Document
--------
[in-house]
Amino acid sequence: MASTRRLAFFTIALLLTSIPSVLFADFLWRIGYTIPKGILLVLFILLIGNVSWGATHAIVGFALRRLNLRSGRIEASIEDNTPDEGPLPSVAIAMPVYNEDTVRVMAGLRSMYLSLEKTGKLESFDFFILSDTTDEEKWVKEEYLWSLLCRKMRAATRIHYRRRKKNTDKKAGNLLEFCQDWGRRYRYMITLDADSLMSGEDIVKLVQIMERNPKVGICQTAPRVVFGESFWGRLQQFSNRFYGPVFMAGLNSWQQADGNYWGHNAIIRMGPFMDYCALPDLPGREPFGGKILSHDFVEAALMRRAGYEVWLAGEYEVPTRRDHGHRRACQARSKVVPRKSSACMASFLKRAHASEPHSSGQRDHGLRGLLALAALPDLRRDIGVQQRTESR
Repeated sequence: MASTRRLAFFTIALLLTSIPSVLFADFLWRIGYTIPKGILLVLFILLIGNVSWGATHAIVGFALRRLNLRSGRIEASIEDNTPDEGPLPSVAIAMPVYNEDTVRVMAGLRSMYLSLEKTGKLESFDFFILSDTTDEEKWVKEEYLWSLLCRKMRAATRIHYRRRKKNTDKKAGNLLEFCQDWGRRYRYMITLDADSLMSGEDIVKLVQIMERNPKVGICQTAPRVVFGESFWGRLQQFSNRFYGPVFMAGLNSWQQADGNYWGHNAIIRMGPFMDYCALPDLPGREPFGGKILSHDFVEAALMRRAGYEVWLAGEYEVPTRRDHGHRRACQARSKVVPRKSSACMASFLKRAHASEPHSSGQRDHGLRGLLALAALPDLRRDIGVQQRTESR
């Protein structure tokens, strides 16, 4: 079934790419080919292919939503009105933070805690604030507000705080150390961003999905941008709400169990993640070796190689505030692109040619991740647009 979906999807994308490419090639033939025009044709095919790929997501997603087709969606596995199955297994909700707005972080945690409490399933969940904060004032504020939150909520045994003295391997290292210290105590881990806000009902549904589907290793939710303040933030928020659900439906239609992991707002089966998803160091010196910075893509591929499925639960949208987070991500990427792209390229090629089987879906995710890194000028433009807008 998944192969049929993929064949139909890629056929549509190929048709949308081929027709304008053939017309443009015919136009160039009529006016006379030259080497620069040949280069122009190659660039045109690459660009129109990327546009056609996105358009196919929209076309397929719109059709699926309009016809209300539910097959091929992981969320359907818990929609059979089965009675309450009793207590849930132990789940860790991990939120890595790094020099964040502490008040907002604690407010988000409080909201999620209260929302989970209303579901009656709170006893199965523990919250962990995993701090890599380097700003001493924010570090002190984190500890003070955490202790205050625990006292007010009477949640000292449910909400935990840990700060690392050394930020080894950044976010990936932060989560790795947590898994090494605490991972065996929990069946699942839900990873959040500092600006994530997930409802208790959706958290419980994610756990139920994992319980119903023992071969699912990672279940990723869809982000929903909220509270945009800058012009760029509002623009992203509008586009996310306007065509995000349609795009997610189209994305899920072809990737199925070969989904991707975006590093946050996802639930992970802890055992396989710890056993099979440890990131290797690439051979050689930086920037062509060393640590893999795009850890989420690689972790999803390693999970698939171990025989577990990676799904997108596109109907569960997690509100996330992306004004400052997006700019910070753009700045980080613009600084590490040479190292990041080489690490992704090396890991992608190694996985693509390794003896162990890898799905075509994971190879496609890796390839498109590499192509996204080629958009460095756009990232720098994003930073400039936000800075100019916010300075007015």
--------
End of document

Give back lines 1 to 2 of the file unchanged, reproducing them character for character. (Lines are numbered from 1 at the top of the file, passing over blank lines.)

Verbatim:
[in-house]
Amino acid sequence: MASTRRLAFFTIALLLTSIPSVLFADFLWRIGYTIPKGILLVLFILLIGNVSWGATHAIVGFALRRLNLRSGRIEASIEDNTPDEGPLPSVAIAMPVYNEDTVRVMAGLRSMYLSLEKTGKLESFDFFILSDTTDEEKWVKEEYLWSLLCRKMRAATRIHYRRRKKNTDKKAGNLLEFCQDWGRRYRYMITLDADSLMSGEDIVKLVQIMERNPKVGICQTAPRVVFGESFWGRLQQFSNRFYGPVFMAGLNSWQQADGNYWGHNAIIRMGPFMDYCALPDLPGREPFGGKILSHDFVEAALMRRAGYEVWLAGEYEVPTRRDHGHRRACQARSKVVPRKSSACMASFLKRAHASEPHSSGQRDHGLRGLLALAALPDLRRDIGVQQRTESR